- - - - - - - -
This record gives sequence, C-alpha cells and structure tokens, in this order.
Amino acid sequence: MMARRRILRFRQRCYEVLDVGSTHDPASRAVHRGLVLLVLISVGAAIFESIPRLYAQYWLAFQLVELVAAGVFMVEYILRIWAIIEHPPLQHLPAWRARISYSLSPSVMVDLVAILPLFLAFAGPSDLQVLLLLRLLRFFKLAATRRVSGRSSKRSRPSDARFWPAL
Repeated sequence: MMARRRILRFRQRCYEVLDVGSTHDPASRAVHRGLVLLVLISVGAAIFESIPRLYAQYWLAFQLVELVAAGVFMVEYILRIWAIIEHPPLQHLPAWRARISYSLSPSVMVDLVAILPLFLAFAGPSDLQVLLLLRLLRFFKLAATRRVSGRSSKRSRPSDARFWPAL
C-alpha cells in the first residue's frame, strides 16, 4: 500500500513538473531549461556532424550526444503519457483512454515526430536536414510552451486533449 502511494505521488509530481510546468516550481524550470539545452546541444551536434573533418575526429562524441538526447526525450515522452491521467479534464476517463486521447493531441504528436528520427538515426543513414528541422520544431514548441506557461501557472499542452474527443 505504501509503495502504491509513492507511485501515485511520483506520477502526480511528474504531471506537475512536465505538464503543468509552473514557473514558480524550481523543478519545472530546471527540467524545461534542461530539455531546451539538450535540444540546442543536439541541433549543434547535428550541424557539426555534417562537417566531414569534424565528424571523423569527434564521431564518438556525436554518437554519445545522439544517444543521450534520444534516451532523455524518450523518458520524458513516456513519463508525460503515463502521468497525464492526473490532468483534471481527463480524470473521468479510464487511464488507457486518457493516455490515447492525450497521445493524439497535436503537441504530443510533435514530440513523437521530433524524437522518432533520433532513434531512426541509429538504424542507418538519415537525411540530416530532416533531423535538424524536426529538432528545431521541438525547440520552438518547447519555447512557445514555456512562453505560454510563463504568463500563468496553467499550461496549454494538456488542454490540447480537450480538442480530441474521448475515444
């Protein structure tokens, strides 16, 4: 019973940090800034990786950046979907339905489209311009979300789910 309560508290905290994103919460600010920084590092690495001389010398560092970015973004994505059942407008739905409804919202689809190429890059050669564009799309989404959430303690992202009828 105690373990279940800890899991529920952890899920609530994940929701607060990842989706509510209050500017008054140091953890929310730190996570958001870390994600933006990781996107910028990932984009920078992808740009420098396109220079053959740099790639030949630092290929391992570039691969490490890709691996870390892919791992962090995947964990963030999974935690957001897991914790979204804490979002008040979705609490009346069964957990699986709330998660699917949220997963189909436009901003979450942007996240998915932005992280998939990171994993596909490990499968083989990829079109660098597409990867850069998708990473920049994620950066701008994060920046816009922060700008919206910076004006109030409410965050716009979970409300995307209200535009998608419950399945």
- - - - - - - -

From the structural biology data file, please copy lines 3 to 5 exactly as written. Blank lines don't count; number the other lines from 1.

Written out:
Repeated sequence: MMARRRILRFRQRCYEVLDVGSTHDPASRAVHRGLVLLVLISVGAAIFESIPRLYAQYWLAFQLVELVAAGVFMVEYILRIWAIIEHPPLQHLPAWRARISYSLSPSVMVDLVAILPLFLAFAGPSDLQVLLLLRLLRFFKLAATRRVSGRSSKRSRPSDARFWPAL
C-alpha cells in the first residue's frame, strides 16, 4: 500500500513538473531549461556532424550526444503519457483512454515526430536536414510552451486533449 502511494505521488509530481510546468516550481524550470539545452546541444551536434573533418575526429562524441538526447526525450515522452491521467479534464476517463486521447493531441504528436528520427538515426543513414528541422520544431514548441506557461501557472499542452474527443 505504501509503495502504491509513492507511485501515485511520483506520477502526480511528474504531471506537475512536465505538464503543468509552473514557473514558480524550481523543478519545472530546471527540467524545461534542461530539455531546451539538450535540444540546442543536439541541433549543434547535428550541424557539426555534417562537417566531414569534424565528424571523423569527434564521431564518438556525436554518437554519445545522439544517444543521450534520444534516451532523455524518450523518458520524458513516456513519463508525460503515463502521468497525464492526473490532468483534471481527463480524470473521468479510464487511464488507457486518457493516455490515447492525450497521445493524439497535436503537441504530443510533435514530440513523437521530433524524437522518432533520433532513434531512426541509429538504424542507418538519415537525411540530416530532416533531423535538424524536426529538432528545431521541438525547440520552438518547447519555447512557445514555456512562453505560454510563463504568463500563468496553467499550461496549454494538456488542454490540447480537450480538442480530441474521448475515444
């Protein structure tokens, strides 16, 4: 019973940090800034990786950046979907339905489209311009979300789910 309560508290905290994103919460600010920084590092690495001389010398560092970015973004994505059942407008739905409804919202689809190429890059050669564009799309989404959430303690992202009828 105690373990279940800890899991529920952890899920609530994940929701607060990842989706509510209050500017008054140091953890929310730190996570958001870390994600933006990781996107910028990932984009920078992808740009420098396109220079053959740099790639030949630092290929391992570039691969490490890709691996870390892919791992962090995947964990963030999974935690957001897991914790979204804490979002008040979705609490009346069964957990699986709330998660699917949220997963189909436009901003979450942007996240998915932005992280998939990171994993596909490990499968083989990829079109660098597409990867850069998708990473920049994620950066701008994060920046816009922060700008919206910076004006109030409410965050716009979970409300995307209200535009998608419950399945």